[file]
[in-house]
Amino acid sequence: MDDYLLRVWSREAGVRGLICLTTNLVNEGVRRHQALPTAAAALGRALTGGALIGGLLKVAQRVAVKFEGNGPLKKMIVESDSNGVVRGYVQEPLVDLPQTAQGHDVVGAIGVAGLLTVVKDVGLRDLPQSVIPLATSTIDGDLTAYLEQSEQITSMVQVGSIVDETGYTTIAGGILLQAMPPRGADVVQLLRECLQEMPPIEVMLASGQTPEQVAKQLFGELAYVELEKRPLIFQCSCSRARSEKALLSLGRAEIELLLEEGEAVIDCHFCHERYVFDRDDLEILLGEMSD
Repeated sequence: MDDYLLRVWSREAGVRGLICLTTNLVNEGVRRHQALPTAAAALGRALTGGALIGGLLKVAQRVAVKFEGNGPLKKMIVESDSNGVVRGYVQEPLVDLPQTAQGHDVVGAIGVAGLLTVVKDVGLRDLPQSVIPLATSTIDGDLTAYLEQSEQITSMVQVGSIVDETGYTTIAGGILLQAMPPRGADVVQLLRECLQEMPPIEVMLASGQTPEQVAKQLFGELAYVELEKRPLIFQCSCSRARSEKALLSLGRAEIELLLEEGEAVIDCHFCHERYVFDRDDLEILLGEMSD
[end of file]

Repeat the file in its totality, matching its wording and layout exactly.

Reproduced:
[in-house]
Amino acid sequence: MDDYLLRVWSREAGVRGLICLTTNLVNEGVRRHQALPTAAAALGRALTGGALIGGLLKVAQRVAVKFEGNGPLKKMIVESDSNGVVRGYVQEPLVDLPQTAQGHDVVGAIGVAGLLTVVKDVGLRDLPQSVIPLATSTIDGDLTAYLEQSEQITSMVQVGSIVDETGYTTIAGGILLQAMPPRGADVVQLLRECLQEMPPIEVMLASGQTPEQVAKQLFGELAYVELEKRPLIFQCSCSRARSEKALLSLGRAEIELLLEEGEAVIDCHFCHERYVFDRDDLEILLGEMSD
Repeated sequence: MDDYLLRVWSREAGVRGLICLTTNLVNEGVRRHQALPTAAAALGRALTGGALIGGLLKVAQRVAVKFEGNGPLKKMIVESDSNGVVRGYVQEPLVDLPQTAQGHDVVGAIGVAGLLTVVKDVGLRDLPQSVIPLATSTIDGDLTAYLEQSEQITSMVQVGSIVDETGYTTIAGGILLQAMPPRGADVVQLLRECLQEMPPIEVMLASGQTPEQVAKQLFGELAYVELEKRPLIFQCSCSRARSEKALLSLGRAEIELLLEEGEAVIDCHFCHERYVFDRDDLEILLGEMSD